It was during these moments that I longed for day’s end and looked past my obligatory supper to the quiet hour when I could return to my tent and my books and my sleep.
The Sleep. I prepared carefully for sleep, making certain all my gear and attire for the next morning were properly organized and could easily be accessed when I awoke in the thin light of dawn. I made sure that anything I might need during the night was at hand on the small wooden table just outside the mosquito netting above my head.
There was actually very little I might require were I to temporarily awaken—just my glasses and flashlight, and my pen and little notebook; and one of my water flasks and watch, for I did like to know how close dawn had crept if I awoke during the night and, more importantly, how much sleep remained.
I would lay the spare coat that had become Leota’s bed on the floor beside me and then lift down the mosquito netting that Shasta had draped over itself as she made my bed during the day, making certain it was securely tucked in around the foot and back of the mattress where it butted up against the thin curved wall. Then I would ease into bed and pull the netting down around the outside and over my feet and head. My old stocking cap and open-finger gloves were stashed beneath the pillow, and I would slip them on and pull the covers up around my shoulders and would most likely be asleep before Leota had stopped circling and settled into her own bed.
I slept long and I slept deep, sometimes catching and re-catching the same trout and grayling and innocent salmon I had caught during the day. I was always aware of Leota’s gentle breathing as she slept, and sometimes my hand would find its way outside the mosquito netting and she would half awaken and nuzzle it and I would scratch her head or cup my fingertips into the hollow at the base of her ears and it would remind me of Betsy, my own little Brittany.
Betsy and Carly had overlapped by a year and a half, and I still have films of them playing together when Betsy was old and grey-muzzled and Carly’s hair was just beginning to curl.
Mary Jane and I had brought Betsy home as a puppy on the first Friday evening we’d lived in our very first house. The following morning I had taken a picture of her in the front yard, such as it was, sitting in the fresh straw beside a small, freshly planted oak tree.
Thirteen years later, on the last weekend we’d lived in that house, the grass was rich and thick where formerly there had been only straw, and the once-young pin oak was now 25 or 30 feet tall. And on that final Saturday morning, I had carried my little friend a mile across the south face of Bluff Mountain and buried her high overlooking the valley where our footsteps cannot be numbered.
I buried her above a lovely little spring surrounded by laurel and rhododendron in full bloom in a place she and I had discovered years earlier when we were both still nearly pups. We had hunted that little swale countless times through the intervening years, sometimes pausing there to eat our lunch and have a short nap, and often we’d shared a deep drink together shoulder to shoulder from the same pool where now I knelt alone and washed my hands and arms after I had pulled the moist soil over her and firmly pressed it down and covered it with leaves.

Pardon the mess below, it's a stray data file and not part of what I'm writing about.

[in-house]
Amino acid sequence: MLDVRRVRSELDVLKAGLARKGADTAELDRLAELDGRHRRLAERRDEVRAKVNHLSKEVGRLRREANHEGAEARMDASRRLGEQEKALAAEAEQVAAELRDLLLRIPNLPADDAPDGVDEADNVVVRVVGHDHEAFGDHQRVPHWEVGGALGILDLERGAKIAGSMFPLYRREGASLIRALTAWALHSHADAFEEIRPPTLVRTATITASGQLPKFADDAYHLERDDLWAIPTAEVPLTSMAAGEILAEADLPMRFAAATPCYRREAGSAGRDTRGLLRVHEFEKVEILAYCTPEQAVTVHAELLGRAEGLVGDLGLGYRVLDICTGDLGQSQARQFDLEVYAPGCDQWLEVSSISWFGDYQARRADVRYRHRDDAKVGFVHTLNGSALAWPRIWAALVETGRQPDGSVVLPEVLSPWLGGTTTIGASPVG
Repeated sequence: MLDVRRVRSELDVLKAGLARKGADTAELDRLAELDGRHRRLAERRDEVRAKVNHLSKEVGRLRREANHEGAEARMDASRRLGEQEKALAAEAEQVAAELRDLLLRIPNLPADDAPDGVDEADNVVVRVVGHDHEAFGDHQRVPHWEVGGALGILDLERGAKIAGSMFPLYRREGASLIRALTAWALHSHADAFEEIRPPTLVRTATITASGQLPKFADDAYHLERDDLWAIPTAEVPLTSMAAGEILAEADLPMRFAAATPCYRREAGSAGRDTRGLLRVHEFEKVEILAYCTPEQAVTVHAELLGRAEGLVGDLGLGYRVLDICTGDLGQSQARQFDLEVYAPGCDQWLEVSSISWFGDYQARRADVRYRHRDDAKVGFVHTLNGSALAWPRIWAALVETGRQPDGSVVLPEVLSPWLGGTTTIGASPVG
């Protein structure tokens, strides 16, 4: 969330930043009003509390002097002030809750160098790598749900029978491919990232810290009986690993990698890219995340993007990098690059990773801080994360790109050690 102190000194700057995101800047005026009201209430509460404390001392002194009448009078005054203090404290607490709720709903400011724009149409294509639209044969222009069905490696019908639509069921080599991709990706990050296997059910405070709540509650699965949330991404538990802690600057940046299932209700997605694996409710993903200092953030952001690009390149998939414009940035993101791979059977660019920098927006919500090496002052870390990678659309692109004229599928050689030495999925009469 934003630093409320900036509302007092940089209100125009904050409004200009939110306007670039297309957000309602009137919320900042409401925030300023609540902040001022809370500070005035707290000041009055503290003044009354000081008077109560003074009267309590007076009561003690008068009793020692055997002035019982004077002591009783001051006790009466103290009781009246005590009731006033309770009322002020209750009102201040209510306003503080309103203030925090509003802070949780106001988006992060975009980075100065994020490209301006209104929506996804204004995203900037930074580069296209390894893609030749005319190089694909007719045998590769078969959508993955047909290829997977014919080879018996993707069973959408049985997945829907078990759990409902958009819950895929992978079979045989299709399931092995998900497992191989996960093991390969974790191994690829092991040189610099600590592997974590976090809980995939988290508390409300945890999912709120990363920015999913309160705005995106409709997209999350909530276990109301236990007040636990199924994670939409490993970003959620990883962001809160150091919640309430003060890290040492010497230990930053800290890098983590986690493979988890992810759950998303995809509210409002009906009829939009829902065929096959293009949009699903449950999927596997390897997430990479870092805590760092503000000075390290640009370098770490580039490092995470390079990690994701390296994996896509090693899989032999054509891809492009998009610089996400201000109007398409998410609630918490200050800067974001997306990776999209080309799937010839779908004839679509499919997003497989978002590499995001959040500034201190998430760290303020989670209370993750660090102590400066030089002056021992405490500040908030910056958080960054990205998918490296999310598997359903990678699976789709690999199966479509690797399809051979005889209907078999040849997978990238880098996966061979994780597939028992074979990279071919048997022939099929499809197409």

She had died with her dignity. She had died in my hands, my head against her head as I whispered “. . . it’s okay . . .” over and over in her ear and grimaced in a useless attempt to hold back tears as Dr. Williams loosened the tourniquet and emptied the quieting drug into the vein in her foreleg, and for one long liquid moment her spirit had passed through my own to mingle with the spirits of those who together we had hunted and together we had loved. And then I was alone.
Now as I lay here in the darkness scratching Leota behind the ears I realized that midnight had come and gone, and once again it was the 17th day of July. I smiled as I realized that life does indeed have its symmetry, and I quietly whispered “. . . happy birthday Be’sy Dog.”
Sometimes an idea or a fragment of a verse or poem would nudge me far enough into consciousness to compel me to reach outside the mosquito netting for my pen and the little pocket journal I carried nearly everywhere, and in the morning when I would try to decipher what I’d written, my shaky handwriting was often difficult to read.
I would awaken gradually, bathed in the gathering light seeping in through the warm inner walls and reach up and out through the netting at my head and feel for my watch, and it seemed always to read 4:53 or 4:54. For a while I would drift aimlessly between sleep and the waiting river, until a question or a thought would begin to gather itself in earnest.
Then I would remember where I was and why I was here, and eventually the insistent river would begin to call or I would hear Leota shuffling her feet at the door. I’d sit up and carefully disentangle myself from the warm covers and the mosquito netting and my dreams, and eventually my stocking feet would find the cold wooden floor and I would stand and stretch and ease outside into the chilled Alaska dawn, where the mosquitoes were always happy to greet me.
Stepping back inside, I would then get dressed and gather my meager gear for the day ahead, slip into my waders and make my way with Leota down the trail through the willows and cottonwoods to breakfast and the boat. We would spend the day on the river with the salmon and the trout and the eagles and the great Alaskan bears.
In the evenings I would return to my tent.
NOTE: This is a chapter entitled “THE TENT” from the author’s widely acclaimed fly fishing book, THE LAST BEST DAY. Now well into its second printing, a limited quantity of this book is still available from Sporting Classics at SportingClassicsStore.com—click on “BOOKS.” Or simply call 1-800-849-1004.
You may also purchase THE LAST BEST DAY through Amazon by simply clicking on the book cover below.
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© MICHAEL ALTIZER